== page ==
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The Shock of Recognition

In response to:

A Lost World from the December 18, 1997 issue

To the Editors:

Gore Vidal’s account of the meeting of Edmund Wilson and Isabel Bolton [NYR, December 18, 1997] was ingenious, but fanciful. His intuition that there was a meeting was uncannily correct, and in the dream world of Jamesian fiction it would have happened much as he described it, with Wilson fainting into the figure in the carpet. In the real world, the pseudonymous Isabel Bolton did not wish to reveal herself as Mary Britton Miller, perhaps because the illegitimate birth described in her novel was too close to the truth and she was already the black sheep of the high and mighty clan she came from. But after Wilson’s repeated importuning to her editor, John Hall Wheelock, for a meeting, she did consent to meet him on a bench in Central Park. On approaching the bench at the appointed hour Wilson saw, instead of Isabel Bolton, the lovely creature of his fantasies, a dignified, elderly Mary Britton Miller, and experienced the shock Vidal so perceptively describes. But rather than fainting into the carpet, he masked his disappointment as best he could, though it was clear to the sharp eye of the lady who ever after regaled her friends with the story.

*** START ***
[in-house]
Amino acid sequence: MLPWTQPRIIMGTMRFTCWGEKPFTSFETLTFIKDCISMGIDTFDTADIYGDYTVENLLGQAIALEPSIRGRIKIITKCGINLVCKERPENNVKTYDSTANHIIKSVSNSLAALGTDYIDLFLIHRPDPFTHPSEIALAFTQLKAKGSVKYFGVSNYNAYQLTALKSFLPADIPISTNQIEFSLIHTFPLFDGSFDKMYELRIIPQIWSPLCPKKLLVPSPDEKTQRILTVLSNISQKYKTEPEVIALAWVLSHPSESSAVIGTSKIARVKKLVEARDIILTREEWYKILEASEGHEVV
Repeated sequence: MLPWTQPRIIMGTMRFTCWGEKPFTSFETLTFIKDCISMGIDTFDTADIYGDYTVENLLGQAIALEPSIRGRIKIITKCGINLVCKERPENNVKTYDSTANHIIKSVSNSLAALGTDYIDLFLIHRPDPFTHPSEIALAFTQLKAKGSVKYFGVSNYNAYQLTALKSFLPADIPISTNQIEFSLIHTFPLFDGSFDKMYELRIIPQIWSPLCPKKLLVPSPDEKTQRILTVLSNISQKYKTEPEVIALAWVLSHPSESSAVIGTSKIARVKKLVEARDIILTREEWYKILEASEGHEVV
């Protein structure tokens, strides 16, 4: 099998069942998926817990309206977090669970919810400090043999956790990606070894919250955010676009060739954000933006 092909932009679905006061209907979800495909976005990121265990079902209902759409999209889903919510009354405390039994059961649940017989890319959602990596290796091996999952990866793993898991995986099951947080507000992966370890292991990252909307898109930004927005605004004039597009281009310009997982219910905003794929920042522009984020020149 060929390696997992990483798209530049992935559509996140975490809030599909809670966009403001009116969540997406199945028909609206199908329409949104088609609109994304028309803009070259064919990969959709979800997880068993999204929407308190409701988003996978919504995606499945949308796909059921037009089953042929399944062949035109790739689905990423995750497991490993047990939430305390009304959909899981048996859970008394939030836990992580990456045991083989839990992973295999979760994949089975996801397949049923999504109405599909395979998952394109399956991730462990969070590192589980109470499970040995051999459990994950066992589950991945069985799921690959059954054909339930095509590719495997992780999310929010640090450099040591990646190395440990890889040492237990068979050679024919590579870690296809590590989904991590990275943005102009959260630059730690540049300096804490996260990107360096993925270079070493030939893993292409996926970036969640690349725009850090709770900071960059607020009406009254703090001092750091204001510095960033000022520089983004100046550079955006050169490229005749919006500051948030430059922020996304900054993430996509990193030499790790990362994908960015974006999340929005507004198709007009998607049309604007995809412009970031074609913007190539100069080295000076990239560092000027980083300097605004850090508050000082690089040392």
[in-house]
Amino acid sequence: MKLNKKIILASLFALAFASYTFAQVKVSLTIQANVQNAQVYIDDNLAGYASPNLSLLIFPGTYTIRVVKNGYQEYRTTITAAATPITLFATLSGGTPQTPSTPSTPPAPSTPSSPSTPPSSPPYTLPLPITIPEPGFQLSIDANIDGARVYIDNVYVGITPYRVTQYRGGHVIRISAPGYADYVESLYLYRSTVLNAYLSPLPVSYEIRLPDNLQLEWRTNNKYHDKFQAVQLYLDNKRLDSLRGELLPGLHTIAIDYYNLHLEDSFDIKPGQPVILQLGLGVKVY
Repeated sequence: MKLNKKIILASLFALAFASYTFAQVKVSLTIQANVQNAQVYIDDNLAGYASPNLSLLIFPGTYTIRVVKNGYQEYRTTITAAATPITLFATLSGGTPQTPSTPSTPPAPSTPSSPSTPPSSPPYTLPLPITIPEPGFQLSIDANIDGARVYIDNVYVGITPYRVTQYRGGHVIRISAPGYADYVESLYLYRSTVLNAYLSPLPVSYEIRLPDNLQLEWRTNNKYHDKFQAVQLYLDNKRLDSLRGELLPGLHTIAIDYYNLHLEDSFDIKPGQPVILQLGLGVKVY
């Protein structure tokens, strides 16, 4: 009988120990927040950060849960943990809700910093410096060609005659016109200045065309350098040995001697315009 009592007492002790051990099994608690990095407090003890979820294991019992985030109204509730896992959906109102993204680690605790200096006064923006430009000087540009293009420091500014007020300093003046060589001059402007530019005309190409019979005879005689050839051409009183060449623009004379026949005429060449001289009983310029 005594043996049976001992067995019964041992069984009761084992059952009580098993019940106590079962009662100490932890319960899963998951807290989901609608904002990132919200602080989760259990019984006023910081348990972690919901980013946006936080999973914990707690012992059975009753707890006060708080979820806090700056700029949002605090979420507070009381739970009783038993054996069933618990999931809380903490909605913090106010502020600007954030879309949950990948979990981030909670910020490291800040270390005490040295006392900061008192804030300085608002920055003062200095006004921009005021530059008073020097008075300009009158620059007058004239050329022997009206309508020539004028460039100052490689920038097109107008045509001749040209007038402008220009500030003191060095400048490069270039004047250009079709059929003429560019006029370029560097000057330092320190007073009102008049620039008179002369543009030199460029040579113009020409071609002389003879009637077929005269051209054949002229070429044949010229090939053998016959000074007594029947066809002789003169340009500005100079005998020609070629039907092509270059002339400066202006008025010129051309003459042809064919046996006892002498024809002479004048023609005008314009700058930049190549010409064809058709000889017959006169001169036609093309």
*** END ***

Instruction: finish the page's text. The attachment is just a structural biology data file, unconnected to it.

Edward Field
Tobias Schneebaum

New York City
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